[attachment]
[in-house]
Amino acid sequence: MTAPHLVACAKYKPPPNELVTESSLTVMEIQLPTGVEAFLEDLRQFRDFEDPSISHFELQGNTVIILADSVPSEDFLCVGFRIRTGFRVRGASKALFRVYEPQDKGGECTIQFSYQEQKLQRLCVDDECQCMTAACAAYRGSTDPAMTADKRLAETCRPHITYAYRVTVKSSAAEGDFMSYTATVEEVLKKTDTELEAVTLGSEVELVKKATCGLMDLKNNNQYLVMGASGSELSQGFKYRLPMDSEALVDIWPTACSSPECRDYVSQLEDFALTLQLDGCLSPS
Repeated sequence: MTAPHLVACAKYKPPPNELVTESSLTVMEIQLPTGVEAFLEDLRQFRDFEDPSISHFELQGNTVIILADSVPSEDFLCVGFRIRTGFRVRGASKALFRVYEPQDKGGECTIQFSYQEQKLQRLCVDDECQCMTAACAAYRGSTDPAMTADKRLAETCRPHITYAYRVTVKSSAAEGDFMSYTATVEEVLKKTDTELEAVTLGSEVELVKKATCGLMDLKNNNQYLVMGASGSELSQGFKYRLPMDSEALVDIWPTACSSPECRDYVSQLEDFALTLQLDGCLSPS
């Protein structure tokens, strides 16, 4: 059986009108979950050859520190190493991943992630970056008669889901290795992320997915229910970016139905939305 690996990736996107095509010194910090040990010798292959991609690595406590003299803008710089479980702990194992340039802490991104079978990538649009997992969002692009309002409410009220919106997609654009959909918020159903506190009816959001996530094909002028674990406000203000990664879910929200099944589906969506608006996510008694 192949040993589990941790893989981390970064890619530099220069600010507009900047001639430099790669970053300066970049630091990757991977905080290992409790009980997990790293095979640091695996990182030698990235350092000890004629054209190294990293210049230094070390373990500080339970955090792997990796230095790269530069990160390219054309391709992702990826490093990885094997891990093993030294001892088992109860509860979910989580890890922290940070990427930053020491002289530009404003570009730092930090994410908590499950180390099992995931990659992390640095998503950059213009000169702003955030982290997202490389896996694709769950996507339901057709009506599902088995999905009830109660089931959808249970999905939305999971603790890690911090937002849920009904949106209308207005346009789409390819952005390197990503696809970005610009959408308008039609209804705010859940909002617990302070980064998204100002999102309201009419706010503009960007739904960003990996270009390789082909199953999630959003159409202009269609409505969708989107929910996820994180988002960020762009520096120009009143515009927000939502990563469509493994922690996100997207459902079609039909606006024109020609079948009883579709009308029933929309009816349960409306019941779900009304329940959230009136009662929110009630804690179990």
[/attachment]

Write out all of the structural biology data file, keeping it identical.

[in-house]
Amino acid sequence: MTAPHLVACAKYKPPPNELVTESSLTVMEIQLPTGVEAFLEDLRQFRDFEDPSISHFELQGNTVIILADSVPSEDFLCVGFRIRTGFRVRGASKALFRVYEPQDKGGECTIQFSYQEQKLQRLCVDDECQCMTAACAAYRGSTDPAMTADKRLAETCRPHITYAYRVTVKSSAAEGDFMSYTATVEEVLKKTDTELEAVTLGSEVELVKKATCGLMDLKNNNQYLVMGASGSELSQGFKYRLPMDSEALVDIWPTACSSPECRDYVSQLEDFALTLQLDGCLSPS
Repeated sequence: MTAPHLVACAKYKPPPNELVTESSLTVMEIQLPTGVEAFLEDLRQFRDFEDPSISHFELQGNTVIILADSVPSEDFLCVGFRIRTGFRVRGASKALFRVYEPQDKGGECTIQFSYQEQKLQRLCVDDECQCMTAACAAYRGSTDPAMTADKRLAETCRPHITYAYRVTVKSSAAEGDFMSYTATVEEVLKKTDTELEAVTLGSEVELVKKATCGLMDLKNNNQYLVMGASGSELSQGFKYRLPMDSEALVDIWPTACSSPECRDYVSQLEDFALTLQLDGCLSPS
């Protein structure tokens, strides 16, 4: 059986009108979950050859520190190493991943992630970056008669889901290795992320997915229910970016139905939305 690996990736996107095509010194910090040990010798292959991609690595406590003299803008710089479980702990194992340039802490991104079978990538649009997992969002692009309002409410009220919106997609654009959909918020159903506190009816959001996530094909002028674990406000203000990664879910929200099944589906969506608006996510008694 192949040993589990941790893989981390970064890619530099220069600010507009900047001639430099790669970053300066970049630091990757991977905080290992409790009980997990790293095979640091695996990182030698990235350092000890004629054209190294990293210049230094070390373990500080339970955090792997990796230095790269530069990160390219054309391709992702990826490093990885094997891990093993030294001892088992109860509860979910989580890890922290940070990427930053020491002289530009404003570009730092930090994410908590499950180390099992995931990659992390640095998503950059213009000169702003955030982290997202490389896996694709769950996507339901057709009506599902088995999905009830109660089931959808249970999905939305999971603790890690911090937002849920009904949106209308207005346009789409390819952005390197990503696809970005610009959408308008039609209804705010859940909002617990302070980064998204100002999102309201009419706010503009960007739904960003990996270009390789082909199953999630959003159409202009269609409505969708989107929910996820994180988002960020762009520096120009009143515009927000939502990563469509493994922690996100997207459902079609039909606006024109020609079948009883579709009308029933929309009816349960409306019941779900009304329940959230009136009662929110009630804690179990």